I think it would be perhaps more digestible if he were to say, okay, I’m bi-racial or I’m mixed. But he says very clearly, very loudly that “I’m black.” And that’s just a reality that I think people are unwilling to accept. Self-identity is important and we can’t dismiss that. We can’t negate that.
For mixed people, being mixed you identify differently at different times and in different situations. I think the president is no different, so [a bi-racial] child still can take pride in [the fact] that President Obama is a bi-racial president. But he’s also a black president. I don’t think that they’re mutually exclusive.
And that’s what happens often in politics when it comes to policy, that it has to be one or the other, not some sort of combination of policies that can be good. Because he’s bi-racial and always compromising and trying to find the balance between two different identities, I think he tries to do the same things in terms of his policy.
I think that the population and demographic of mixed people are getting bigger. In history when we write about the president in the future, we will see more books and more writings about him being mixed and the importance of that in terms of him being elected. Because I actually don’t think he would have been elected if he weren’t bi-racial. If he were monoracial, African-American, or actually white for that matter, I don’t think he would have won the election the first time.
I think his identifying [as African-American] is very positive. On the other hand, I think there’s nothing creative or innovative or groundbreaking or revolutionary about [his identifying as black.] It’s very much following the status quo of the way that a majority of people expect him to identify… I personally didn’t have a lot of expectations about his ability to really go beyond what would be the mainstream position in terms of how he labeled and located himself.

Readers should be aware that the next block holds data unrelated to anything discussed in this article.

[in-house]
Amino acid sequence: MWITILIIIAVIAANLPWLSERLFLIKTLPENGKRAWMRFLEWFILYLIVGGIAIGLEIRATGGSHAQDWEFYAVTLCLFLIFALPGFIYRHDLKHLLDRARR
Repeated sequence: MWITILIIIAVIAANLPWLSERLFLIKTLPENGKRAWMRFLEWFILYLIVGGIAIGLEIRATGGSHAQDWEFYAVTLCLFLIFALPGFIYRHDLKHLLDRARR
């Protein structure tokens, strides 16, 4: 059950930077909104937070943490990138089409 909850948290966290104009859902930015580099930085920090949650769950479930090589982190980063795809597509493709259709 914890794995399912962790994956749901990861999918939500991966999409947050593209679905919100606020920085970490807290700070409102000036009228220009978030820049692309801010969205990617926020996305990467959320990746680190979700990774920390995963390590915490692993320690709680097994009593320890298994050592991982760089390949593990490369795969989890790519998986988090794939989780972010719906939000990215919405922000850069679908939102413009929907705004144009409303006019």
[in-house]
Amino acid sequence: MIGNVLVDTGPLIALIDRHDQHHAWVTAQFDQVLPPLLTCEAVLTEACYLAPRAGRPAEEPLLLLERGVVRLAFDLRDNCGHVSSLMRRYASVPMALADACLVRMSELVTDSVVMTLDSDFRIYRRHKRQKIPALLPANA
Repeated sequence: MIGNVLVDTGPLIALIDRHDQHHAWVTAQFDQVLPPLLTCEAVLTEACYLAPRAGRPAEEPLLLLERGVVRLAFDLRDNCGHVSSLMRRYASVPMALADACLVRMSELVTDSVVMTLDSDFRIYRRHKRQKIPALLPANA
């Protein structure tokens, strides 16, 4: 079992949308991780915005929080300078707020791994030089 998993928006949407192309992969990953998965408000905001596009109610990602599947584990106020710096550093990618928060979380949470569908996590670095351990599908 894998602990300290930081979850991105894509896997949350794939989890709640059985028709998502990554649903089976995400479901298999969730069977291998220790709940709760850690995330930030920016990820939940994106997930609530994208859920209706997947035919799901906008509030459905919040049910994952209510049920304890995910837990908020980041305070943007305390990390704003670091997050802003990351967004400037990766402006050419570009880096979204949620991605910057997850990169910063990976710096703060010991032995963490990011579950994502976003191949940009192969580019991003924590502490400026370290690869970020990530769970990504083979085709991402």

I have hopes that he might help us to go beyond these kinds of rigid racial classifications and categories. I think he could do that if he was able to identify himself more openly with all the different parts of his heritage.
For example when he was in Ireland, he identified himself with his Irish heritage. People can be cynical about that in terms of his desire to get support among Irish-Americans, but I think that type of action that he took there is the kind of action that can help a lot of people to identify themselves in [such] ways that they can embrace all different parts of their identity and have multiple identities; and that that can be done without threatening an identity that you feel more strongly about than another, in this case African-American.
I think he could still be African-American and also be able to say to people, “Yeah, but I’m also Irish.” So that would be my hope. I think he could help a lot of people in the country begin to transcend some of these categories by allowing people to identify more with all the different parts of their heritage and to do that without having to deny or to give up that more basic affiliation that they feel.
- Suggested readings of the month October ’12: Raising Biracial Children, Amy Hodgepodge (kolorblindmag.com)
- Bi-racial versus black: Thought leaders weigh in on the meaning of President Obama’s bi-racial heritage (thegrio.com)
- Monday’s Photo Potpourri: The President, Barack Hussein Obama, Makes History. (theobamacrat.com)
- The President & I: Barack Hussein Obama Visits Burma (Myanmar) (theobamacrat.com)
- President Barack Hussein Obama In Thailand: Making History (theobamacrat.com)
- Barry, I thank you (freepennypress.wordpress.com)
- On Thanksgiving Day to whom will your President be Giving Thanks? (wdednh.wordpress.com)
This article was first published in the Washington Post.